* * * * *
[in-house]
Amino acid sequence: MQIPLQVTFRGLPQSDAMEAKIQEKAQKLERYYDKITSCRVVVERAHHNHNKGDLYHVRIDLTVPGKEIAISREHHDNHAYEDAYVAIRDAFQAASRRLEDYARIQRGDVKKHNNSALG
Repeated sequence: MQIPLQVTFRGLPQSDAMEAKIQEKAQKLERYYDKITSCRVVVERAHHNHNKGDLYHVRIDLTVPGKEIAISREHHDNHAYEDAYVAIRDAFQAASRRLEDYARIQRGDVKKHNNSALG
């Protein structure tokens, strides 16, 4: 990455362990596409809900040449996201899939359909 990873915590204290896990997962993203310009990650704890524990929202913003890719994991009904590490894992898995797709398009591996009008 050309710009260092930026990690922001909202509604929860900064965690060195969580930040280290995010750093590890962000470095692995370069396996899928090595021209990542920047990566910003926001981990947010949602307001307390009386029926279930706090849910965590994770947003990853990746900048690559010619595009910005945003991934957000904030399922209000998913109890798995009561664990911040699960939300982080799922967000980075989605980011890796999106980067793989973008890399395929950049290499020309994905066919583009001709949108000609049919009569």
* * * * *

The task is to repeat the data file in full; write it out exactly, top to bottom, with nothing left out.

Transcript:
[in-house]
Amino acid sequence: MQIPLQVTFRGLPQSDAMEAKIQEKAQKLERYYDKITSCRVVVERAHHNHNKGDLYHVRIDLTVPGKEIAISREHHDNHAYEDAYVAIRDAFQAASRRLEDYARIQRGDVKKHNNSALG
Repeated sequence: MQIPLQVTFRGLPQSDAMEAKIQEKAQKLERYYDKITSCRVVVERAHHNHNKGDLYHVRIDLTVPGKEIAISREHHDNHAYEDAYVAIRDAFQAASRRLEDYARIQRGDVKKHNNSALG
């Protein structure tokens, strides 16, 4: 990455362990596409809900040449996201899939359909 990873915590204290896990997962993203310009990650704890524990929202913003890719994991009904590490894992898995797709398009591996009008 050309710009260092930026990690922001909202509604929860900064965690060195969580930040280290995010750093590890962000470095692995370069396996899928090595021209990542920047990566910003926001981990947010949602307001307390009386029926279930706090849910965590994770947003990853990746900048690559010619595009910005945003991934957000904030399922209000998913109890798995009561664990911040699960939300982080799922967000980075989605980011890796999106980067793989973008890399395929950049290499020309994905066919583009001709949108000609049919009569």